Perceived as a barren wasteland just a few months ago, a couple of rich oases are emerging on the mining services landscape as the dust begins to settle on the end of the mining boom.
Worley Parsons (WOR) is the latest to have clawed its way back into investor favour with its share price now within reach of its levels in May before it warned of a modest downturn in earnings that sparked an exodus from the company.
The stock eased about 1.1% this morning to $22.70 after plunging below $19 in June as fears of a collapse in mining investment swept the market.
The company this morning announced a $400 million contract for the construction of a bitumen plant in Alberta Canada for China Petroleum and Engineering. That follows a contract win a fortnight ago for a rail link in Mozambique for Vale and an extension of some Canadian improvement contracts.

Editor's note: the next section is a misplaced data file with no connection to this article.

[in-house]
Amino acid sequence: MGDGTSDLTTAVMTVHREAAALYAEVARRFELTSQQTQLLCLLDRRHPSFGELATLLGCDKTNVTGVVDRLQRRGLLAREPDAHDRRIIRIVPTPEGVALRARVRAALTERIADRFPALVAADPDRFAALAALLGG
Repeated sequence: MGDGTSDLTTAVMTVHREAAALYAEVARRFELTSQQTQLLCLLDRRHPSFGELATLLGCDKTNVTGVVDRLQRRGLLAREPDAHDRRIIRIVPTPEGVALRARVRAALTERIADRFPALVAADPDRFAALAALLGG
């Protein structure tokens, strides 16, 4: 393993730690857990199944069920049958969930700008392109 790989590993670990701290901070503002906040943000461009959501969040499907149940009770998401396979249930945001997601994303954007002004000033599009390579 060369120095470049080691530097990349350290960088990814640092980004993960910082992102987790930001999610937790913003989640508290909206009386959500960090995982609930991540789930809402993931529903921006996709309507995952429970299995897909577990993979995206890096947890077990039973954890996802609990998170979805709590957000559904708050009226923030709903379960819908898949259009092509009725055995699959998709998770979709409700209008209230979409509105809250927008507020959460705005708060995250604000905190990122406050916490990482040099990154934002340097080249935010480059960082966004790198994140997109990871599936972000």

A global operator with a solid balance sheet and a broad exposure to resources, Worley Parsons is expected to suffer from reduced margins in some of its businesses as mining investments slows.
But most analysts believe there is plenty of upside in the share price as investors have yet to price in the growth from contract wins. It has also significantly reduced costs in response to the contraction in mining investment.
At the opposite end of the spectrum is Boart Longyear, which last week was forced into a debt refinancing by its banking consortium that would lead to higher rates and which earned the company a credit rating downgrade.
A vast gulf is emerging between mining services groups with broad exposure to energy and resources and those that have concentrated purely on minerals, particularly those that have ridden the coal boom (see Brendon Lau's Mining for a ROE revival).